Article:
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BERLIN, June 26 — The U.S. took to the air today to bring supplies for 2,500,000 Germans in Berlin through the Soviet blockade.

Two B17s landed at Tempelhof Airfield from Frankfurt with vitally needed medicines and still others are scheduled to arrive with foodstuffs to supplement the German diet. In another measure to circumvent the Soviet threat to starve Berlin into submission, the Army drew up plans to ration food and gasoline allotted to Americans.

With only a small amount of food trickling into the city, Gen. Sir Brian H. Robertson, British military governor, asked Marshal Vassily Sokolovsky, Soviet military governor. to "immediately" restore normal traffic to and from this besieged city.

Robertson said in a letter that if the Soviet blockade continued, suffering inflicted on the German population would be the fault of Russia.

No such protest was made by American MG, but Gen. Lucius D. Clay reiterated "our desire to continue trade relations between our zone of occupation and the Soviet Zone and our readiness to meet with you to discuss such arrangements as appear necessary to accomplish this purpose." Clay made this statement in a letter informing the Russians of the new Western German currency law.

Despite the Soviet restriction on freight traffic to and from Berlin, three potato trains arrived from the West today. But this indicated no relaxation of the Soviet ban for they had been in transit through the Soviet Zone when the Russians imposed their blockade, a Western transport official said.

.The official called arrival of the trains a "slip" by the Soviets.

One barge loaded with grain and flour also arrived, five others are expected to get through to Berlin and 20 are approaching the Soviet canal check point.

Protest Withheld

Robertson, in his letter to Sokolovsky, said he withheld his protest as long as he assumed the Soviet restrictions "were temporary and designed to protect the currency of the Soviet Zone pending the introduction of currency conversion."

The suspension of rail traffic however, he said, was not made on this ground.

Wilhelm Pieck. German Communist leader indicated today that the restrictions will last as long as the Western Allies remain in Berlin.

Pieck who just returned from a tour of southeastern Europe, said that only a Western evacuation could halt Berlin's "unrest."

He said order in Berlin "can only come when the Western Powers decide to leave the city. That is the only way the people can be quieted."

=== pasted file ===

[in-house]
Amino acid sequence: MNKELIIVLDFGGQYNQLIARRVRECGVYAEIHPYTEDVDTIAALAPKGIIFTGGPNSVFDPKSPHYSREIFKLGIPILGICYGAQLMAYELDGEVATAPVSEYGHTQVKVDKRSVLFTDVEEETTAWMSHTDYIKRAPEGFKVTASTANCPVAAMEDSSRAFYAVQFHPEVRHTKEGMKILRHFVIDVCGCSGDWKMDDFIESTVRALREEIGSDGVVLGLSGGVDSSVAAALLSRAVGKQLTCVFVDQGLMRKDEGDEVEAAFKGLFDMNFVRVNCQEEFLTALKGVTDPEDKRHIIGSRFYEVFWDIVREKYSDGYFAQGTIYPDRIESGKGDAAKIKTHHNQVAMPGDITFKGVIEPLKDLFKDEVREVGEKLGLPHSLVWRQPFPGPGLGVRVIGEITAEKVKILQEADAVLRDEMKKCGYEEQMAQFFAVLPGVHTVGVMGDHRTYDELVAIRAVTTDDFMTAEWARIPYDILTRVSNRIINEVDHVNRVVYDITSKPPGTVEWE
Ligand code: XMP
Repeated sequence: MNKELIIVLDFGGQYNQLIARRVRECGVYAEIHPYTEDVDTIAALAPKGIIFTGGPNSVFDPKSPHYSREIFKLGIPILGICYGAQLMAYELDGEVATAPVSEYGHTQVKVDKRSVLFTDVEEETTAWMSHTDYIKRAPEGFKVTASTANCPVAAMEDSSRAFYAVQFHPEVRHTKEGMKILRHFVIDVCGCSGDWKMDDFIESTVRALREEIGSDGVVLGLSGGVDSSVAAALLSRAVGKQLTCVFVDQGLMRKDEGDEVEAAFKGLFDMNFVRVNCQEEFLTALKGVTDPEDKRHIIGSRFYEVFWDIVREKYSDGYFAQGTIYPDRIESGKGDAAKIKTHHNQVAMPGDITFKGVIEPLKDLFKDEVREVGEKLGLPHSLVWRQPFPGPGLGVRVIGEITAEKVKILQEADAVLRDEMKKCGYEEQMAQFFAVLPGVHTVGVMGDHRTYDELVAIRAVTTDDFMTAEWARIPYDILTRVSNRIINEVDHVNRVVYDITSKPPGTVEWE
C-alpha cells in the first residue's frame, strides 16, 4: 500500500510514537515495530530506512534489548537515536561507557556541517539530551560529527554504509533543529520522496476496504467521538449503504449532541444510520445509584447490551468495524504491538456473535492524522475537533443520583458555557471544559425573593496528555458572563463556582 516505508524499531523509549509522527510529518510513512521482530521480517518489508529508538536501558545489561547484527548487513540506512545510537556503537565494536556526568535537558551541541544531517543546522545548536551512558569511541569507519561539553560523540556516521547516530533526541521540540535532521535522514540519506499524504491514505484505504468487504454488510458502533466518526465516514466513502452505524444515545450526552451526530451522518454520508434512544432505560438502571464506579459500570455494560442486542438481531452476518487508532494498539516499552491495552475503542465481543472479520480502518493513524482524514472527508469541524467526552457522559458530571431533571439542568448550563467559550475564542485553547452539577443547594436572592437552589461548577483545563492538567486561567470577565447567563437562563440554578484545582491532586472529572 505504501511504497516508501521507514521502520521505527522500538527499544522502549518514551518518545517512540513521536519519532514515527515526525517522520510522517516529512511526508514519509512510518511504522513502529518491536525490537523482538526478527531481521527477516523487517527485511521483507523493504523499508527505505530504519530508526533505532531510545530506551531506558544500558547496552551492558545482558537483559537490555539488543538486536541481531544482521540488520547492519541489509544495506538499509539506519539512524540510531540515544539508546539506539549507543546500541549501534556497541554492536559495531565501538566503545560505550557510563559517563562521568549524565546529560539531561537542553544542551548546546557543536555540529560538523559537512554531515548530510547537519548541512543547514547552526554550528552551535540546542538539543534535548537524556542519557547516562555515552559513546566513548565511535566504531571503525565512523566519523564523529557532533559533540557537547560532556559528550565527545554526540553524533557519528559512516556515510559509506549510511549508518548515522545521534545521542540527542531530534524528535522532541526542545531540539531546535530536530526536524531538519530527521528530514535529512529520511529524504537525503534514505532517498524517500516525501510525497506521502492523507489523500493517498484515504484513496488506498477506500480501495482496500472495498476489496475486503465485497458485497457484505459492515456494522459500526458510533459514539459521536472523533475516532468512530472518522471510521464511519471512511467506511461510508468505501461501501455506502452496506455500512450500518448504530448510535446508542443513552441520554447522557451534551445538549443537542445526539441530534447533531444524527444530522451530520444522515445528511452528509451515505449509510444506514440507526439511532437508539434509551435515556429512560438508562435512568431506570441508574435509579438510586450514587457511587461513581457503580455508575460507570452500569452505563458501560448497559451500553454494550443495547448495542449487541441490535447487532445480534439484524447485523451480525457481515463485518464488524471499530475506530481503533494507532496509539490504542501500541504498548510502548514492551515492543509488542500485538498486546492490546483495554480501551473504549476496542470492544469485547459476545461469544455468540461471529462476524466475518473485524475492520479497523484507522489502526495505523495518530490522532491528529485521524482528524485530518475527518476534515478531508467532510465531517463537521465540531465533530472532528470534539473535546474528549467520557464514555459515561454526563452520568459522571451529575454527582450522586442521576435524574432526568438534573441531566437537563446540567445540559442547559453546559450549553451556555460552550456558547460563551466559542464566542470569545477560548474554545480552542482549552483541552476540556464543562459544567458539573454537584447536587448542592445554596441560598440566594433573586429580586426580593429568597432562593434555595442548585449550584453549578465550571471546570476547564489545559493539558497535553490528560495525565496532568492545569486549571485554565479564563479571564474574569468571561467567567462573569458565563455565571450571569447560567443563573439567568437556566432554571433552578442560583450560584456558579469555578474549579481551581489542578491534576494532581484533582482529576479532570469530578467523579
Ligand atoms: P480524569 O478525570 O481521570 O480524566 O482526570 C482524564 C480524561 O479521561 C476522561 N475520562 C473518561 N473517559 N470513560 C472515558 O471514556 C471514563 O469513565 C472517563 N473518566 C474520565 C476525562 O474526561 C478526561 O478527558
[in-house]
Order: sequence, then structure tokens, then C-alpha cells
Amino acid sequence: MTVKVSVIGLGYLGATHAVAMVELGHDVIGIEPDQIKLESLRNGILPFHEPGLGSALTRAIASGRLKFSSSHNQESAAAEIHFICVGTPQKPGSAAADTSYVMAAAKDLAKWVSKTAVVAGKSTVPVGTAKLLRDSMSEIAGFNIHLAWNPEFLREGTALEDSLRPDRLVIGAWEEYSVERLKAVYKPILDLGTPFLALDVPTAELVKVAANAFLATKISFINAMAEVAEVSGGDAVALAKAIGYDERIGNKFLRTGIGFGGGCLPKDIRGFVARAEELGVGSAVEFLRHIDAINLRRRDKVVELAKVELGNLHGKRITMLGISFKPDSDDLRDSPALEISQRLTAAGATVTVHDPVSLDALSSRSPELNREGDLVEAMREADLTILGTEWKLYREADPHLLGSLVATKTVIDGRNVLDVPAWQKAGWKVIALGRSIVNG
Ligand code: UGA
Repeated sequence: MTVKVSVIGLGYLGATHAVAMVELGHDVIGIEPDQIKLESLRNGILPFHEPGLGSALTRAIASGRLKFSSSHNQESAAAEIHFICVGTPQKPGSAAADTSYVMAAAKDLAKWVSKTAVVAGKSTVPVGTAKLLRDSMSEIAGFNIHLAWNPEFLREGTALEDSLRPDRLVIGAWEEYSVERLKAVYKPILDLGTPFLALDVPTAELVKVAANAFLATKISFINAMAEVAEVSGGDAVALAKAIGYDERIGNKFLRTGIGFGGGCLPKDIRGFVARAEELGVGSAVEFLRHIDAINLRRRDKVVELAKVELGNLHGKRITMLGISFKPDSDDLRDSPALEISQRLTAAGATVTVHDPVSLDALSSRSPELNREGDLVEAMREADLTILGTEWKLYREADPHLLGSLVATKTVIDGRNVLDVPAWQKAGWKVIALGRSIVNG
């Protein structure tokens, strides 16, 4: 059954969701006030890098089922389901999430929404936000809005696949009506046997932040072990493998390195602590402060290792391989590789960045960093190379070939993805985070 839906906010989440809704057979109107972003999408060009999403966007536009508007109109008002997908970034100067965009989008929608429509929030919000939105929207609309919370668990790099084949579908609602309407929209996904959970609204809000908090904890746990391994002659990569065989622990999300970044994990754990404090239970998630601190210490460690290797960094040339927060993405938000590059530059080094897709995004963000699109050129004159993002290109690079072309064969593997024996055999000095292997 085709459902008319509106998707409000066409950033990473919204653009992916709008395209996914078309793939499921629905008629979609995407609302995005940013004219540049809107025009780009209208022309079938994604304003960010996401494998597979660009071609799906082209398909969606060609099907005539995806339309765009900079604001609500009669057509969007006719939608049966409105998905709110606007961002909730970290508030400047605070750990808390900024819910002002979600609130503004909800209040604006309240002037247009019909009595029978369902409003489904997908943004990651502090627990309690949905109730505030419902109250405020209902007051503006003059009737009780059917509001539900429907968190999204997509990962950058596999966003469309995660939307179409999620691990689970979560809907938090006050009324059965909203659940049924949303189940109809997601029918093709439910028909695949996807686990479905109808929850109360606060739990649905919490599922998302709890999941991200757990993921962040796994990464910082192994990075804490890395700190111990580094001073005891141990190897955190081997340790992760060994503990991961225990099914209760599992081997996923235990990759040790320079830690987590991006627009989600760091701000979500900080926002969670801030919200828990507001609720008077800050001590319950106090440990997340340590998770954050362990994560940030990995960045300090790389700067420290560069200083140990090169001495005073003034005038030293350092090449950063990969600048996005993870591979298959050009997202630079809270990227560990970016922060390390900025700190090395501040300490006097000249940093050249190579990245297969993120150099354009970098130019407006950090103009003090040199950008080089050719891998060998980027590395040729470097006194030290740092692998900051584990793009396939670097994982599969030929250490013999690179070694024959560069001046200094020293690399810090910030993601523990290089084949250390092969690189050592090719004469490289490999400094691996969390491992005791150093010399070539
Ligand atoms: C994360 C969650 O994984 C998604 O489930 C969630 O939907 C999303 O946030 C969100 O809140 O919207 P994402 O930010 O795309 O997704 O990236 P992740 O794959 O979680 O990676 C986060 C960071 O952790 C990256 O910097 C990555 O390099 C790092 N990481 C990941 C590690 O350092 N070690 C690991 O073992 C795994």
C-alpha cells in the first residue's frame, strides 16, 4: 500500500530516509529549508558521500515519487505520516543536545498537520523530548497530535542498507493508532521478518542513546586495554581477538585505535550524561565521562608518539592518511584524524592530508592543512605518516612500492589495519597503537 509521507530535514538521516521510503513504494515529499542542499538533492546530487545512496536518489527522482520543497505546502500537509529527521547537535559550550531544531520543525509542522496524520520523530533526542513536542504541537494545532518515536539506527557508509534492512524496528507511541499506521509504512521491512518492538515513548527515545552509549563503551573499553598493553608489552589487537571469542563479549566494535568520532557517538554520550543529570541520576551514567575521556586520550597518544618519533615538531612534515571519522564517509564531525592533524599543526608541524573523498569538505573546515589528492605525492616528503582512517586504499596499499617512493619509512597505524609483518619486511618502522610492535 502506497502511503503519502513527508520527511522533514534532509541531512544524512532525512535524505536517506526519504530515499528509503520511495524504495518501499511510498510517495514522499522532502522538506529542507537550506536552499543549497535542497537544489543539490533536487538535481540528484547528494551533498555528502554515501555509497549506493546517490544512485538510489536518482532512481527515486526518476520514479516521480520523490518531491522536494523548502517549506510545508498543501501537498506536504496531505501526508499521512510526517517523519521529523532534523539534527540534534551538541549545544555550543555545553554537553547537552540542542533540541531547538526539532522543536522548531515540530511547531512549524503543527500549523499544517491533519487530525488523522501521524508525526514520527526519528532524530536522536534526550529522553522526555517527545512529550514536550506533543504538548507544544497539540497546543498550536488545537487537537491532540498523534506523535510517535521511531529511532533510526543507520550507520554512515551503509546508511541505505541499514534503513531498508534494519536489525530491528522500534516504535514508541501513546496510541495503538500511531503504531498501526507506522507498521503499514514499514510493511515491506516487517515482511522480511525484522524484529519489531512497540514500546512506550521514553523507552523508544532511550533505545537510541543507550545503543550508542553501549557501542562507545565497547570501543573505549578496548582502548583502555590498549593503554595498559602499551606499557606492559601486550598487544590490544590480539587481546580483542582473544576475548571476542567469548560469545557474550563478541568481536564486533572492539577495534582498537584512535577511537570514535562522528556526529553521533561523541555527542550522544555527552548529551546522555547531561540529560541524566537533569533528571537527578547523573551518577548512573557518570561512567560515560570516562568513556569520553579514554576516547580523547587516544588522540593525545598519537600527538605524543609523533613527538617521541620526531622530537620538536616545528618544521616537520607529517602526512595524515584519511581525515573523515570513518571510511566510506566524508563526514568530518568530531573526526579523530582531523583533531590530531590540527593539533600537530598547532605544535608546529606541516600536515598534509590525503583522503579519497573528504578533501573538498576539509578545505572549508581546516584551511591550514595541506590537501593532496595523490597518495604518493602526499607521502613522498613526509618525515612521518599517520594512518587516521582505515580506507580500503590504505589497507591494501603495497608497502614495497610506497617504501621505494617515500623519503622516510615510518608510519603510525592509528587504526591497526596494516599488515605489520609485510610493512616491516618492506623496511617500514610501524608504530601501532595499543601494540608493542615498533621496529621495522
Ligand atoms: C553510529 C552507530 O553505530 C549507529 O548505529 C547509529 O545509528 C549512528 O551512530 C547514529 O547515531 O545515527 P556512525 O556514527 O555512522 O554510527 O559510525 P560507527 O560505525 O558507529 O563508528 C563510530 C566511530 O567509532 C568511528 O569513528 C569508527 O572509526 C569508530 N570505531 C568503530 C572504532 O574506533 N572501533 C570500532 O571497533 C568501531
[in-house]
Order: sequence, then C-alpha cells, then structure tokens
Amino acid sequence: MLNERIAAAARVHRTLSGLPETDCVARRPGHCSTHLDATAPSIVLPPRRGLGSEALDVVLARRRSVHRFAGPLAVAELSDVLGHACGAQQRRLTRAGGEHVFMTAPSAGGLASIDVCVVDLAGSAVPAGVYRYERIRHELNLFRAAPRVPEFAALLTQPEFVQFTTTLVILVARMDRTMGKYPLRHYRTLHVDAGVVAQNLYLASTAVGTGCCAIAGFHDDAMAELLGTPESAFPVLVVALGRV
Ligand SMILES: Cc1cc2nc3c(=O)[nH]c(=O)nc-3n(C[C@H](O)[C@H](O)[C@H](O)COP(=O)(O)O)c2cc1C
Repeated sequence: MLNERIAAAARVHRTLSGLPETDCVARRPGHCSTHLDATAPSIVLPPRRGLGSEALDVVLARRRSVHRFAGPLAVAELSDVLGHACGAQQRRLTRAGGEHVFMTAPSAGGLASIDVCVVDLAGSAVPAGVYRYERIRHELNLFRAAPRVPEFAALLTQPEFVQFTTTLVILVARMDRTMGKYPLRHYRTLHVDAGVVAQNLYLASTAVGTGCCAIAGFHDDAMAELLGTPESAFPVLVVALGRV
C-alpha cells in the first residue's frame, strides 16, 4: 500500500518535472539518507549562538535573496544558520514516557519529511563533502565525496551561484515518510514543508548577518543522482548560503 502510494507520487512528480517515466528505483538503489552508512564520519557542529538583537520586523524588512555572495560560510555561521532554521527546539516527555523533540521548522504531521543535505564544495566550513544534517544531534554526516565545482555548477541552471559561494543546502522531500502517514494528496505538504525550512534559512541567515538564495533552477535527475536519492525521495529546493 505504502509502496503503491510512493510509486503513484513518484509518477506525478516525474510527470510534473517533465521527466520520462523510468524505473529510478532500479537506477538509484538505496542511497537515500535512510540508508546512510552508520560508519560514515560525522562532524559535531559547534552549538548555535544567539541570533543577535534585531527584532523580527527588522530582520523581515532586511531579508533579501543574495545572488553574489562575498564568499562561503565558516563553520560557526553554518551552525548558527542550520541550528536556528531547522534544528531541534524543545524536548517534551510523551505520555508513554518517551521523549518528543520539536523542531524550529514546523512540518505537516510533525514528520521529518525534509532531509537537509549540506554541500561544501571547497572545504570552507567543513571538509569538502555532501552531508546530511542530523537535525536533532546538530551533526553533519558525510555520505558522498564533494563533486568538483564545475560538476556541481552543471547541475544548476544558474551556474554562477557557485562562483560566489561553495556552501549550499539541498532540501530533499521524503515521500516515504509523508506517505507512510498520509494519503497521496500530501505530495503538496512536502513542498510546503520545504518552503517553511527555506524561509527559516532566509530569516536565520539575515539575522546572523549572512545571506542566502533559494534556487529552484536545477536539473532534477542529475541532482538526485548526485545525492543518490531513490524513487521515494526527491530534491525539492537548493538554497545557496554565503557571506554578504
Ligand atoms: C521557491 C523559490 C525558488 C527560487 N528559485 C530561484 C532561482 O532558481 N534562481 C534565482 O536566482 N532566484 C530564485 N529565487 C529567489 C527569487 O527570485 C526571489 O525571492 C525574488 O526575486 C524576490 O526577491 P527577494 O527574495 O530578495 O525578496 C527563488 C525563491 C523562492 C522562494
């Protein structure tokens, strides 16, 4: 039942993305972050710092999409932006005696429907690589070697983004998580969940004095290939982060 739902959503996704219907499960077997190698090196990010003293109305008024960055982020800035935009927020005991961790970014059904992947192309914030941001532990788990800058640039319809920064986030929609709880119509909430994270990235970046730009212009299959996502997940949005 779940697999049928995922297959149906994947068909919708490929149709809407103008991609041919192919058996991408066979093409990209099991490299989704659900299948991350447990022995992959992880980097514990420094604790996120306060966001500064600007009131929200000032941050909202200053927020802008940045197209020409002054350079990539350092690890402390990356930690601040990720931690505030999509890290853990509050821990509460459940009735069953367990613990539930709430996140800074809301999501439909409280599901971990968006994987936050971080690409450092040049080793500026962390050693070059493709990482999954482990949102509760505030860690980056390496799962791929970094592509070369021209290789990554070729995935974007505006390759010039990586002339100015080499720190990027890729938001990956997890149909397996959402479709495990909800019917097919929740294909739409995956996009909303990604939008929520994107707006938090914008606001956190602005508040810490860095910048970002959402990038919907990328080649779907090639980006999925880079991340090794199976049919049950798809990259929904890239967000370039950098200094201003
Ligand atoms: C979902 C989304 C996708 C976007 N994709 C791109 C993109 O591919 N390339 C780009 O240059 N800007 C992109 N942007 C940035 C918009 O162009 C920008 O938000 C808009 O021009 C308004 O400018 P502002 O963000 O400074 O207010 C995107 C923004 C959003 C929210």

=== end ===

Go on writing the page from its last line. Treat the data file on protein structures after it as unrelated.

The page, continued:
As there has been no unrest in the Western sectors, Pieck's statement was seen as an indication that the Soviet-sponsored Socialist Unity Party might be planning organized unrest.

U. S. Bombers Arrive

The American bombers arrived in the city after Russia ordered the city government not to distribute medicines from stocks in the Soviet Sector to the Western Sectors. Previously Russia had cut off Soviet Sector food power and milk from the rest of the city.

Russia rescinded the medicine ban, however, when Col. Frank L. Howley, Berlin's American commandant, retaliated with a ban on shipments of insulin and penicillin to the Soviet Sector. The U. S. is the only source of Germany's penicillin supply.

The Soviet Sector, meanwhile, began to feel the effects of its own blockade. With no Ruhr coal coming into the city, Russia was forced to cut the production of gas. All gas sent from the Soviet Sector to Babelsberg, where many high Soviet officials live, and other zonal towns was cut off.

Six thousand tons of hard coal a day formerly came to Berlin from the Ruhr. Now the Russians will have to buy hard coal in Poland for their sector.

Doubts Soviet Claim

An American official doubted that Russia could feed — as Sokolovsky said — all of Berlin if the Western Powers left. He said either the Soviet Zone would have to take a 10 per cent ration cut or food would have to shipped into Berlin from Russia — "and this isn't very probable" — to feed all of Berlin.

In addition to today's B17s, others are to arrive with canned milk, powdered milk and foodstuffs to supplement the 30-day stocks now on hand.

As another supplement, the Army today turned over rations to Berliners. Everyone older than six in the Western sectors will receive one can in the next three days. C-rations contain biscuits, sugar or candy, coffee and lemon powder.

The Army's rationing plans were not completed today but they will outlaw pleasure driving and the serving of food at parties, it was learned.

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